“But if you don’t at some point in that progression really shift in that strategy to enable kids to take more responsibility for their own learning that’s less teacher-directed,” he said, “the transition to higher education can really be very bumpy.”
Jeffrey Litt, the longtime superintendent of the high-performing Icahn Charter School network, said he didn’t want to expand to high school because he didn’t think he would be able to compete with the city’s top schools and because he worried about pulling off that complicated transition.
“If we keep a kid in that environment through twelfth grade, the child now leaves us and heads to college and they don’t know any other world,” he said. “They’re going to be shocked.”
Achievement First’s level of attention to student behavior is a hallmark of many charter school networks, as is the expectation that all students will go to college. Hallways decorated with college pennants and classrooms named after teachers’ alma maters are the norm. Even in the earliest grades, classes of students are referred to by the year of their anticipated college graduation.
The high school’s approach didn’t work for all students. The state says its four-year graduation rate for 2013 was 84 percent, but that doesn’t account for the students who transferred out of the school. Achievement First’s first class saw high attrition over its four years, shrinking from 62 to 38 students.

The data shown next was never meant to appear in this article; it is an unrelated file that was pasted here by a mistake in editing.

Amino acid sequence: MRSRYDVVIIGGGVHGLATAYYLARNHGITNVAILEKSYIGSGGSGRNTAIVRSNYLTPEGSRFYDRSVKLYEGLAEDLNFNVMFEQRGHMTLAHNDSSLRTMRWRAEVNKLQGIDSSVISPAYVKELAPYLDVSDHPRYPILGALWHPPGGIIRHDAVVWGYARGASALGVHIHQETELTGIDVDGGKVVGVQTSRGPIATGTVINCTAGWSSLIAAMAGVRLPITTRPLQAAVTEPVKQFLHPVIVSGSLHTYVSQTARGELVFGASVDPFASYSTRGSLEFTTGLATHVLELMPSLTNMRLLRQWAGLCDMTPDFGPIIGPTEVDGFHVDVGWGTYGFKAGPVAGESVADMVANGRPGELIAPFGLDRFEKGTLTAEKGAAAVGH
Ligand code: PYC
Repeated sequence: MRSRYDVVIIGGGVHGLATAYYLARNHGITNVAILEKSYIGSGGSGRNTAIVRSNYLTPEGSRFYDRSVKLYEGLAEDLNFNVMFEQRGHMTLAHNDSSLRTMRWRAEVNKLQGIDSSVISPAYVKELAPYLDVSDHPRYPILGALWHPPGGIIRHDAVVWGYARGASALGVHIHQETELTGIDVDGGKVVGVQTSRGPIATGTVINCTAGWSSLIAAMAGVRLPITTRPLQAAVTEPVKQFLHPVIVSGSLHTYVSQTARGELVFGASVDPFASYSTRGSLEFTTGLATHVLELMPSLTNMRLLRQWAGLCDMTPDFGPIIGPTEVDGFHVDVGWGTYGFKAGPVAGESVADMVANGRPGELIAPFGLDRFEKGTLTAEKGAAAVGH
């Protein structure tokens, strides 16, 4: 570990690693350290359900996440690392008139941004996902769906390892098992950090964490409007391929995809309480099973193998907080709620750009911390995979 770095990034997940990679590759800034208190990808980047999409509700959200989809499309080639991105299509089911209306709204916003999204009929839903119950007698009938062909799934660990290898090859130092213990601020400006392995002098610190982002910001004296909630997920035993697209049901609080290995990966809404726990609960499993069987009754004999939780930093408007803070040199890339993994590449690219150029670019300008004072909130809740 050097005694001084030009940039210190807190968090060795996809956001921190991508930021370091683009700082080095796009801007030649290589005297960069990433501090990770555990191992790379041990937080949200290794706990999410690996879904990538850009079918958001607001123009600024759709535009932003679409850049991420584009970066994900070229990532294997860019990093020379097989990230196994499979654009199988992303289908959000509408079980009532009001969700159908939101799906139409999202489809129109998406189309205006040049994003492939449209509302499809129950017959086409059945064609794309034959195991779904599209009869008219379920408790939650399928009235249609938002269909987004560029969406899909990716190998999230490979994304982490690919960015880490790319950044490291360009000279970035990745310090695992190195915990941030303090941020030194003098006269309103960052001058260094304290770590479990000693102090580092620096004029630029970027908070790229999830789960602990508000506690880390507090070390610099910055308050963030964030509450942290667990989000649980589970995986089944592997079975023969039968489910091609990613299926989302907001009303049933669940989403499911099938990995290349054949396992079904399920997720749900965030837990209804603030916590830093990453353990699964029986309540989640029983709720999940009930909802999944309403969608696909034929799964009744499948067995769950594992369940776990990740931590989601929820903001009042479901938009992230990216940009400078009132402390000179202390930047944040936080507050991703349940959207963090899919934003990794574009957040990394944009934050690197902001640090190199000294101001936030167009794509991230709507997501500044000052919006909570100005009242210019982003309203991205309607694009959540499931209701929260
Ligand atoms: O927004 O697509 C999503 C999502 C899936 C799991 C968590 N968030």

Spokeswoman Amanda Pinto said some students were held back, and Black said other classmates moved or left after having trouble following school rules. Pinto said attrition tends to be higher in a school’s first years, and that the high school lost just 2 percent of its students last year. (Charter school students aren’t bound by the city’s restrictive high school transfer policies.)
Of the 31 who graduated, all but one were accepted into a four-year college, according to state data. Eighteen months after graduation, two-thirds were on pace to graduate college within four years, Pinto said.
The network is experimenting with new approaches. Two Achievement First schools in New Haven, Connecticut are trying a model dubbed “Greenfield,” called that because the network’s CEOs said they “wanted everyone to imagine an open field with no structure built on it yet.”
Shanley, the board chair, said that the network’s Brooklyn contingent is interested in the model, which calls for students to spend up to 20 percent of the school year working on projects designed to expose them to real-world experiences. She said she’d also like to see Achievement First find ways to offer high school students college-level courses and internships through partnerships with colleges and companies.
For all of their criticism, the former Achievement First students spoke fondly of their high school experience. Wilson said if he falls short as an actor, he wants to return to the network’s schools to teach. Gordon attributed her interest in public health to a CPR training class she took at Yale University, which the high school sponsored.
And after bristling at the school’s rigid structures, Black said they helped her “get my life together” as a senior and graduate on time.
“That’s because I stopped trying to beat the system and started working with it,” Black recalled. “But I did that at the last hour.”
Correction: A previous version misstated the college status of Achievement First’s graduates.